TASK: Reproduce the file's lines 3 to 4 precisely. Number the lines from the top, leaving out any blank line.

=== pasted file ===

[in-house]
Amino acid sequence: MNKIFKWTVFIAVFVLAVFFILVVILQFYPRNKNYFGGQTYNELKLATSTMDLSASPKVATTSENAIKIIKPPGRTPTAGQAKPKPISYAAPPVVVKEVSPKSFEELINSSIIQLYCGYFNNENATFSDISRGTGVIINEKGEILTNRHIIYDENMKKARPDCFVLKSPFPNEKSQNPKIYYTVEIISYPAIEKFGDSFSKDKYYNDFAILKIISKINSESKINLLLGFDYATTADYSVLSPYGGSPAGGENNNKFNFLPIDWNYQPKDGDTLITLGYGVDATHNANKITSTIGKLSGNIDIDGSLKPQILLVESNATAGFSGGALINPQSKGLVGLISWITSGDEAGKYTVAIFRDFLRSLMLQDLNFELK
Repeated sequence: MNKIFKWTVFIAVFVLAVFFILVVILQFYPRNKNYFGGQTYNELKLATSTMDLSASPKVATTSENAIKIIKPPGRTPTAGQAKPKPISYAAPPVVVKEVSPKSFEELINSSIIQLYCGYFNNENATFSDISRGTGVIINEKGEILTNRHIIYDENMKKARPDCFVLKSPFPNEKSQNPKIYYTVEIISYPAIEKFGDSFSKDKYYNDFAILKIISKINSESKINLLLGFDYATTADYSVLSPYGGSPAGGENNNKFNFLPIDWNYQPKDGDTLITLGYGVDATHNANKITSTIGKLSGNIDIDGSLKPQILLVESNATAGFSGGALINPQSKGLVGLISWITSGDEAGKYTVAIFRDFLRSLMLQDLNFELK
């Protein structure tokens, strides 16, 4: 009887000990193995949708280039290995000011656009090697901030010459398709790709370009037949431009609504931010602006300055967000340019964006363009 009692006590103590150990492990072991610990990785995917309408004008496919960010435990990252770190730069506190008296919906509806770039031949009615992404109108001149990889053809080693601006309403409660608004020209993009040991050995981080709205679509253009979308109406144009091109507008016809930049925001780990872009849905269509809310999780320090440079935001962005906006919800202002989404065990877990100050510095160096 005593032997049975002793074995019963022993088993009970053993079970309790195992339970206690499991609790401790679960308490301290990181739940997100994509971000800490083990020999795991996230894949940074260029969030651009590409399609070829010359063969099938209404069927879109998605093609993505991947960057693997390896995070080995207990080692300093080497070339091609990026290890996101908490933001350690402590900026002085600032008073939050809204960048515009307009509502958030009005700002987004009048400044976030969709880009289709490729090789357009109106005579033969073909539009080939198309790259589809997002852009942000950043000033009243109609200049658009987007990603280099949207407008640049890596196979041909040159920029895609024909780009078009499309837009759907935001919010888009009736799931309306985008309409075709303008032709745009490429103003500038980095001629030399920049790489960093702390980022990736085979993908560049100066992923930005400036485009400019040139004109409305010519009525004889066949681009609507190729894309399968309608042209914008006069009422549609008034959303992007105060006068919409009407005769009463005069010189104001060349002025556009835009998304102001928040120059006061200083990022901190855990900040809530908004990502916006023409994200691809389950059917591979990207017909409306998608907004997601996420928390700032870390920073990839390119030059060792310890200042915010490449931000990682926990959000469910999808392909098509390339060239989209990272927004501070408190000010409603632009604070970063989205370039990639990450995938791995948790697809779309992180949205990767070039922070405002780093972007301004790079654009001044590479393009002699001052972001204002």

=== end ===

Repeated sequence: MNKIFKWTVFIAVFVLAVFFILVVILQFYPRNKNYFGGQTYNELKLATSTMDLSASPKVATTSENAIKIIKPPGRTPTAGQAKPKPISYAAPPVVVKEVSPKSFEELINSSIIQLYCGYFNNENATFSDISRGTGVIINEKGEILTNRHIIYDENMKKARPDCFVLKSPFPNEKSQNPKIYYTVEIISYPAIEKFGDSFSKDKYYNDFAILKIISKINSESKINLLLGFDYATTADYSVLSPYGGSPAGGENNNKFNFLPIDWNYQPKDGDTLITLGYGVDATHNANKITSTIGKLSGNIDIDGSLKPQILLVESNATAGFSGGALINPQSKGLVGLISWITSGDEAGKYTVAIFRDFLRSLMLQDLNFELK
């Protein structure tokens, strides 16, 4: 009887000990193995949708280039290995000011656009090697901030010459398709790709370009037949431009609504931010602006300055967000340019964006363009 009692006590103590150990492990072991610990990785995917309408004008496919960010435990990252770190730069506190008296919906509806770039031949009615992404109108001149990889053809080693601006309403409660608004020209993009040991050995981080709205679509253009979308109406144009091109507008016809930049925001780990872009849905269509809310999780320090440079935001962005906006919800202002989404065990877990100050510095160096 005593032997049975002793074995019963022993088993009970053993079970309790195992339970206690499991609790401790679960308490301290990181739940997100994509971000800490083990020999795991996230894949940074260029969030651009590409399609070829010359063969099938209404069927879109998605093609993505991947960057693997390896995070080995207990080692300093080497070339091609990026290890996101908490933001350690402590900026002085600032008073939050809204960048515009307009509502958030009005700002987004009048400044976030969709880009289709490729090789357009109106005579033969073909539009080939198309790259589809997002852009942000950043000033009243109609200049658009987007990603280099949207407008640049890596196979041909040159920029895609024909780009078009499309837009759907935001919010888009009736799931309306985008309409075709303008032709745009490429103003500038980095001629030399920049790489960093702390980022990736085979993908560049100066992923930005400036485009400019040139004109409305010519009525004889066949681009609507190729894309399968309608042209914008006069009422549609008034959303992007105060006068919409009407005769009463005069010189104001060349002025556009835009998304102001928040120059006061200083990022901190855990900040809530908004990502916006023409994200691809389950059917591979990207017909409306998608907004997601996420928390700032870390920073990839390119030059060792310890200042915010490449931000990682926990959000469910999808392909098509390339060239989209990272927004501070408190000010409603632009604070970063989205370039990639990450995938791995948790697809779309992180949205990767070039922070405002780093972007301004790079654009001044590479393009002699001052972001204002």